Legal, Management

Myer faces legal battle over design reproduction claims

Michelle Hammond /

Myer has been accused of reproducing designs featured on a fashion start-up’s website, with two US designers set to launch legal action against the retail giant.

 

Kathryn Heaven is the founder of Style and Substance, an online retailer providing plus-size women with the latest fashions from overseas designers.

 

Heaven says she received an order for 10 garments on March 2. The order was placed by a person believed to be a buyer for Myer’s plus-size fashion range.

 

According to Heaven, the staffer presented herself as a customer, submitting a private email address as part of her purchasing information but listing Myer’s head office as the delivery address.

 

Last week, Heaven says she was “gob-smacked” to discover five of the designs had been reproduced and were on display at Myer’s Bankstown store under Australian label Leona Edmiston, which recently launched a plus-size line in partnership with the department store.

 

According to Heaven, the reproduced designs belong to US plus-size labels Kiyonna and Igigi, neither of which could be reached for comment.

 

“[At the time,] I did not know the [reproduced] clothing had been purchased from me but when I Googled (the name of the buyer), I put two and two together,” Heaven says.

 

“I rang (the buyer) on Monday [July 25] and she acknowledged she did buy the garments from me. She said she purchased all of those garments to supplement her own wardrobe but she was ‘inspired’ to reproduce them.”

 

“(The buyer) advised me she was going to speak with Myer’s legal department.”

 

Heaven believes Myer has breached her company’s terms and conditions, which state: “The items available on our site are for retail sale only and may not be offered for immediate re-sale or used as a template for reproduction for either personal or commercial gain”.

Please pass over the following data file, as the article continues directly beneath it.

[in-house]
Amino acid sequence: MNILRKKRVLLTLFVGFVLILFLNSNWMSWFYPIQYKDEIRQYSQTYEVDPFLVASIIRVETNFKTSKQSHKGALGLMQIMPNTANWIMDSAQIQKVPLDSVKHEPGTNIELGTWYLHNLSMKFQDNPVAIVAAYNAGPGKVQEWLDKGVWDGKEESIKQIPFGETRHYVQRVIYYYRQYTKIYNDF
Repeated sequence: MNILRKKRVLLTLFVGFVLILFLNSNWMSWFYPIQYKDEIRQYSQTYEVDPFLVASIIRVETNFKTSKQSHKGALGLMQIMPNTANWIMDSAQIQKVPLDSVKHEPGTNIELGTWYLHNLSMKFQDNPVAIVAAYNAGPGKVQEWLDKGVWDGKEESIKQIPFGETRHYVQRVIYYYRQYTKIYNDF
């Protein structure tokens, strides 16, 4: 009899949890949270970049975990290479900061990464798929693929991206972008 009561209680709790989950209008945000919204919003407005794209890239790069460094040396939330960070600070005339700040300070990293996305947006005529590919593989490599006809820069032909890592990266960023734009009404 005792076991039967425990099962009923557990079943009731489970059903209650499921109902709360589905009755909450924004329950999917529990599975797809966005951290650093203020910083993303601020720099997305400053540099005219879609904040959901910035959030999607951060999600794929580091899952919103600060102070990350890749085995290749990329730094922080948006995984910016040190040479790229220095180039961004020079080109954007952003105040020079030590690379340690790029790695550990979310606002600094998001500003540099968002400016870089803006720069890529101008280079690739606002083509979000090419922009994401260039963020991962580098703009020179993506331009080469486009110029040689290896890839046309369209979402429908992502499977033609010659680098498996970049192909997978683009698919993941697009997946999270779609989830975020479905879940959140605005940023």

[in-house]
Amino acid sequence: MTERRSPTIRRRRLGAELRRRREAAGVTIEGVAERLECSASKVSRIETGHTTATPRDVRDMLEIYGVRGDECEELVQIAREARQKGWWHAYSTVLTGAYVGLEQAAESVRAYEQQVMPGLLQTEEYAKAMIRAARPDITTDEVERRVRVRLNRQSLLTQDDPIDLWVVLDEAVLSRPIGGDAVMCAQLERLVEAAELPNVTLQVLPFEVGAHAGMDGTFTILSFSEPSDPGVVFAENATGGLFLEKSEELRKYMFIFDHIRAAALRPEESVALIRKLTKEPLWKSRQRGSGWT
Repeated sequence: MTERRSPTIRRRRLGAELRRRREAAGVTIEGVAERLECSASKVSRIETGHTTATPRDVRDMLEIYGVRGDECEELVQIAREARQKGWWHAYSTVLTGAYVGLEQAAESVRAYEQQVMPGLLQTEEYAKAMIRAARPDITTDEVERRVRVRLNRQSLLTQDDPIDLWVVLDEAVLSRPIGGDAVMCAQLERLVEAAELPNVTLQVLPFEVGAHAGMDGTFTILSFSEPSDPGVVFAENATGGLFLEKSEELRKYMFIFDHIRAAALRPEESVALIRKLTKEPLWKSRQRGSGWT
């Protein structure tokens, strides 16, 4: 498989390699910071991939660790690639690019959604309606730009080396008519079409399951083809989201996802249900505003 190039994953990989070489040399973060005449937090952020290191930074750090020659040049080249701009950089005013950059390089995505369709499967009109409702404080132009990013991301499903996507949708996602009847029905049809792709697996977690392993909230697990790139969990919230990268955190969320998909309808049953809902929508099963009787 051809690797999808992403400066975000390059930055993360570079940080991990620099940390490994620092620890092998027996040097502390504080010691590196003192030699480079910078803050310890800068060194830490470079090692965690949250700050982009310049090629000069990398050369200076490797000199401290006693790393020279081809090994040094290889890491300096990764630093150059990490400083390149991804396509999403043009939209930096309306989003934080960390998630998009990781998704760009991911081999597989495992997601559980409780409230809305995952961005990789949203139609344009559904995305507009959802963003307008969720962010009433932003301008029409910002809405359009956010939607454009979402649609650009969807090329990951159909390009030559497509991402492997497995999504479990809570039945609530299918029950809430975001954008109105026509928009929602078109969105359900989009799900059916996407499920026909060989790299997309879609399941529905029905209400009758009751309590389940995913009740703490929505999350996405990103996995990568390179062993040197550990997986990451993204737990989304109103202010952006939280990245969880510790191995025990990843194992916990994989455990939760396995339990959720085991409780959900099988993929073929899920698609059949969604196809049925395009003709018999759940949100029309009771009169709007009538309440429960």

She has also been in contact with the two US designers, claiming both are prepared to launch legal action against Myer.

 

“Inspiration is drawn from a flower or landscape, not from purchasing a garment with the sole purpose of assessing it and making sufficient modifications so that you don’t get caught,” Heaven says.

 

“I would challenge that when 50% of the garments have found their way into [another] store, it was never the intention that those garments were for personal use.”

 

Heaven says she has never encountered this kind of problem with Myer or any other retailer in the past.

 

“I’ve been advised [the designs are] available Australia-wide. My customers have indicated they’ve seen them in other states,” she says.

 

According to Heaven, the designs have also been featured in a Myer sales catalogue and will appear at Mercedes-Benz Fashion Week later this month.

 

Myer spokesperson Steven Carey says the company was in contact with Heaven last week, inviting her to put her concerns in writing.

 

“To date, we haven’t received anything from Kathryn or any other businesses,” Carey says.

 

“If Kathryn or any other businesses – whether Australian or US-based – believe that they have some sort of legal recourse against Myer, it’s not appropriate for Myer to comment on them in the media.”

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